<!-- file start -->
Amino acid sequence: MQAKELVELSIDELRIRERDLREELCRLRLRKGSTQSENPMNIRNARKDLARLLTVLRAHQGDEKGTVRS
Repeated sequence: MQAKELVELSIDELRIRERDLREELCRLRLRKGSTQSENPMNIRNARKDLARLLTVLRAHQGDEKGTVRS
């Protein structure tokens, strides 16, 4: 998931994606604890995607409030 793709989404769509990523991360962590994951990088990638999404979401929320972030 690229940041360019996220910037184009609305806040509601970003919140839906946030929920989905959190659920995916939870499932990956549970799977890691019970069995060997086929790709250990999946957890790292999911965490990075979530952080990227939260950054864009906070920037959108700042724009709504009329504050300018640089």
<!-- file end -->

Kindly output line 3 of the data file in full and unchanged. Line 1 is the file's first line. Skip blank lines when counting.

């Protein structure tokens, strides 16, 4: 998931994606604890995607409030 793709989404769509990523991360962590994951990088990638999404979401929320972030 690229940041360019996220910037184009609305806040509601970003919140839906946030929920989905959190659920995916939870499932990956549970799977890691019970069995060997086929790709250990999946957890790292999911965490990075979530952080990227939260950054864009906070920037959108700042724009709504009329504050300018640089």